28 Березня 2022 без коментарів

What price does Russia pay for the invasion and full-scale war against Ukraine? While answering this question we usually speak about economy and military losses. At the same time, it is important to remember not only the economic consequences of sanctions or the loss of Russian war equipment and personnel, but also huge political losses that highly increased with the beginning of aggression towards Ukraine.

Failures and efforts

After numerous failures and inability to achieve its operational goals, Russia faced the need to mobilize all available sources to continue the war in Ukraine. This did not go unnoticed among its neighbors.

On the fact, Azerbaijan providing a more active policy in the Nagorno-Karabakh region (probably, prompted by Turkey) and is openly entering into controversy with Russia at the interstate level. Poland is increasingly mentioning the “historical rights” to the Kaliningrad region. Similarly, Japan’s political leadership are speaking about the Kuril Islands.

Perhaps, all these events will not lead to Russia’s territorial losses, but will have real political consequences: (1) a gradual decline in Moscow’s influence in the Caucasus and other regions, which will benefit its competitors, e.g., Turkey; (2) the need of increasement its military presence in the disputed territories (considering significant tensions over the war against Ukraine, where, in fact, all of Russia’s military capabilities are currently involved).

Russia’s efforts to prevent NATO enlargement have backfired

On the background of a large-scale invasion of Russian troops to Ukrainian territory, maintaining “neutrality” began to be perceived as a false foreign policy strategy. This is especially noticeable among Russia’s neighbors, who have been faced with the choice of either joining NATO or falling into Russia’s sphere of influence. Examples are Sweden and Finland – after a long period of neutrality and refusal to participate in military alliances, nevertheless began their movement towards NATO. Both Stockholm and Helsinki expect that Russia does not currently have extra resources (human, financial, technical) to counter their integration process.

Moscow is losing confidence in the loyalty of its allies

Russia’s ally in the CSTO (Collective Security Treaty Organization) Kazakhstan, has refused to provide military support since the first days of the war and has declared its support for Ukraine’s territorial integrity. Sanctioned Iran and Venezuela will obviously not give up compromises with the United States on lifting some of the sanctions, as well as opportunities to increase oil exports (which is seen as an alternative to Russian oil).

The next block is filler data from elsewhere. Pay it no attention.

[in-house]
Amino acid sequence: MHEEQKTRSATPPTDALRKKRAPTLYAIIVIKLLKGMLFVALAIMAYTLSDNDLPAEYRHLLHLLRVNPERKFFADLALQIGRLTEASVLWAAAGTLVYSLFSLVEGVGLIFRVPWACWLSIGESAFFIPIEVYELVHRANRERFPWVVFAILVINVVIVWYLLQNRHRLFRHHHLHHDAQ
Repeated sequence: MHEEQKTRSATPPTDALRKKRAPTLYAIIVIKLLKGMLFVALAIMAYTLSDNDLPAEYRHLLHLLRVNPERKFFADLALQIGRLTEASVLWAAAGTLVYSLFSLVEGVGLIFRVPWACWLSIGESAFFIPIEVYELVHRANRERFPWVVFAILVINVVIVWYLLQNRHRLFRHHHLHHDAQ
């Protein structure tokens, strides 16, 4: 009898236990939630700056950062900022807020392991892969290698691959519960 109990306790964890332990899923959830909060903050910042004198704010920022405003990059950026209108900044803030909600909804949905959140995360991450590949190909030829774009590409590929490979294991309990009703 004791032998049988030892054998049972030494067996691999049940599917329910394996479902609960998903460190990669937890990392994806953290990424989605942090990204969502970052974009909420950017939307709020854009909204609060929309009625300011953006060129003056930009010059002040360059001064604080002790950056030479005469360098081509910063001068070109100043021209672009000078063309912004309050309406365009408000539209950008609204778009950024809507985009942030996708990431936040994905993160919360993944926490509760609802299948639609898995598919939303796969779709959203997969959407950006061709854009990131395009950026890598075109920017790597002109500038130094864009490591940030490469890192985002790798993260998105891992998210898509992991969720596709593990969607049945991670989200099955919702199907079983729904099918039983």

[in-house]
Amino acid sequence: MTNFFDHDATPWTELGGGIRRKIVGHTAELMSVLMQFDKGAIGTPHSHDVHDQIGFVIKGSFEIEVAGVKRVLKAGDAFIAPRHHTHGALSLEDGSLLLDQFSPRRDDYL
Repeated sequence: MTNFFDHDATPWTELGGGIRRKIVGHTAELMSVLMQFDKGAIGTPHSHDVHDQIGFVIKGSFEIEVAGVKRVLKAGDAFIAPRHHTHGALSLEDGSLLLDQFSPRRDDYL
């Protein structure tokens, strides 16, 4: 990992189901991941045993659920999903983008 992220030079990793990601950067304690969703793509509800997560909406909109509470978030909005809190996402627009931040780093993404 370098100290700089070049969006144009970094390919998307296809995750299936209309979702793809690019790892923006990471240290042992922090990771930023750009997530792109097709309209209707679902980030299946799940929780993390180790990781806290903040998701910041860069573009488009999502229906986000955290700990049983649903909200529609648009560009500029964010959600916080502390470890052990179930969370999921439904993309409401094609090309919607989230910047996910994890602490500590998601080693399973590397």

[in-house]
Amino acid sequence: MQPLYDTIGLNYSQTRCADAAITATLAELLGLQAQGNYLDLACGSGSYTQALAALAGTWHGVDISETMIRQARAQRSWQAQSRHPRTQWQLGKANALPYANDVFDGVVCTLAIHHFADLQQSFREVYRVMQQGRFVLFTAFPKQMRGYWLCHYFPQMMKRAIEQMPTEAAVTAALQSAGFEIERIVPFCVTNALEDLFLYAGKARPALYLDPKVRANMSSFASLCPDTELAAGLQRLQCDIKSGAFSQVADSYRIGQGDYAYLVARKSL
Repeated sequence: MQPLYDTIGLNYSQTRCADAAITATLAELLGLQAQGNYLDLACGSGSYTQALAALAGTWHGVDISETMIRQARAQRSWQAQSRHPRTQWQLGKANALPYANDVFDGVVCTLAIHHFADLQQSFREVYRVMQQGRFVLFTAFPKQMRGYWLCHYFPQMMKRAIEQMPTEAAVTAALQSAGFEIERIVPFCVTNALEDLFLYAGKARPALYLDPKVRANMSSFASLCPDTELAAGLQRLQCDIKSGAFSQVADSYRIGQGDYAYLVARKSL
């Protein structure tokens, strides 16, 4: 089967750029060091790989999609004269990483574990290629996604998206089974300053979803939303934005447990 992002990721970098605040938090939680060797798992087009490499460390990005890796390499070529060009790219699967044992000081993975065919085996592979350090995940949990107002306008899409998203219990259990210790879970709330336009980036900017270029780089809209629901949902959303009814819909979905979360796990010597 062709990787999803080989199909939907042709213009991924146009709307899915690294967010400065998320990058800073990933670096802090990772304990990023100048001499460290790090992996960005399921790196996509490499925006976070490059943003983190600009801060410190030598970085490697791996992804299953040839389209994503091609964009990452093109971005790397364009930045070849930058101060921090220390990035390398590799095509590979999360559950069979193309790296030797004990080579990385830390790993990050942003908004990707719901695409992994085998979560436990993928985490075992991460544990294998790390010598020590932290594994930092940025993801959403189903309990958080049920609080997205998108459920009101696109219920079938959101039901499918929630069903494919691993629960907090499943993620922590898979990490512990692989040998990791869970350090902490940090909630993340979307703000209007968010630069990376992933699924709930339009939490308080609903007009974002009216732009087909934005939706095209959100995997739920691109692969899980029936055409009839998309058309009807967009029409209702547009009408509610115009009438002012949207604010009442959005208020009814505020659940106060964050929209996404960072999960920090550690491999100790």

China’s true intentions are difficult to identify, but it can be assumed that Russia`s attempts to refocus the foreign economy to Asia will not show immediate results. In addition, it is not clear how much Beijing can save Russia from deaf isolation and what it will ask for in return (perhaps increasing its own influence in Central Asia or something more). So, the capabilities of Moscow’s allies to help it are still in question.

Russian political elite has finally lost its place among European neoconservatives. It is true to say that, the ruling political party “United Russia” and the other followers of neoconservatism (such as the “Fidesz” or “Alternative for Germany” or “National Front”, as well as politicians W. Orban, M. Le Pen, M. Zeman) still have common political ideas about sovereignty and growing Euroscepticism, the preservation of traditional family values, the rejection of progressive liberal slogans of equality and tolerance. However, even neoconservatives condemn Moscow’s aggressive actions and are gradually leaning toward decisions to isolate it. Moscow is losing (and may have already lost) one of its most loyal political groups as well as a significant lever of influence on the EU agenda.


It is difficult to predict how strong the political losses of the Russian Federation will be. At the same time, we can already say that the total negative effect of the war has already exceeded all possible benefits. In general, the Russian authorities have backfired in every direction: from strengthening NATO’s Eastern flank with missile systems in close proximity to its borders, to total economic pressure that is effectively destroying Russia’s economy.

Anatoliy HOLOVKA